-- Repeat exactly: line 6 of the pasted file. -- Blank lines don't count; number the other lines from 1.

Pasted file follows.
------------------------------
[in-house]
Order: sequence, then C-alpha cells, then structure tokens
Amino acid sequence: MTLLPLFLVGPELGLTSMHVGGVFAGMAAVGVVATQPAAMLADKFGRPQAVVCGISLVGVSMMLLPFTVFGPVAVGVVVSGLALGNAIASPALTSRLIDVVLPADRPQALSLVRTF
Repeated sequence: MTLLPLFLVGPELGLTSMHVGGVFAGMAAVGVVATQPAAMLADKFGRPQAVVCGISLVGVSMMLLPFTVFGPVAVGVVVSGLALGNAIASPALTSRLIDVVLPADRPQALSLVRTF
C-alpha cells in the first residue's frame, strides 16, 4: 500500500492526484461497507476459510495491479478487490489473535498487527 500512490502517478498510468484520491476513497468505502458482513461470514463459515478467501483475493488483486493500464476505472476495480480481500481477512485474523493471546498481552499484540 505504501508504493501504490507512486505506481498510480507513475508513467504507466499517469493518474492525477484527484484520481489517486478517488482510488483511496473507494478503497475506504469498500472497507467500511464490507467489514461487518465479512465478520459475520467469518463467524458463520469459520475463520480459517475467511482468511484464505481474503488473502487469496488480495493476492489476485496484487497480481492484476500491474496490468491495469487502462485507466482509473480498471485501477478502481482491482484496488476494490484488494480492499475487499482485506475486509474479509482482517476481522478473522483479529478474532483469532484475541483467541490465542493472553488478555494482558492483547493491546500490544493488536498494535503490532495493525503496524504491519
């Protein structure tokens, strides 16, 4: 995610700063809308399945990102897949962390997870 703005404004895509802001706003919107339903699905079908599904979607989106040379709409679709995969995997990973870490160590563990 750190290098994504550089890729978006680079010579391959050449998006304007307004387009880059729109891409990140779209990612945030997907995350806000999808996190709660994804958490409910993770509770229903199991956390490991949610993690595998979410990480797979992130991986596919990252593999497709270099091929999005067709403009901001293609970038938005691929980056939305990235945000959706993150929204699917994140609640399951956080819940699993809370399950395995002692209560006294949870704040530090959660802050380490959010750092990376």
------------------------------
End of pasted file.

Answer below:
């Protein structure tokens, strides 16, 4: 995610700063809308399945990102897949962390997870 703005404004895509802001706003919107339903699905079908599904979607989106040379709409679709995969995997990973870490160590563990 750190290098994504550089890729978006680079010579391959050449998006304007307004387009880059729109891409990140779209990612945030997907995350806000999808996190709660994804958490409910993770509770229903199991956390490991949610993690595998979410990480797979992130991986596919990252593999497709270099091929999005067709403009901001293609970038938005691929980056939305990235945000959706993150929204699917994140609640399951956080819940699993809370399950395995002692209560006294949870704040530090959660802050380490959010750092990376």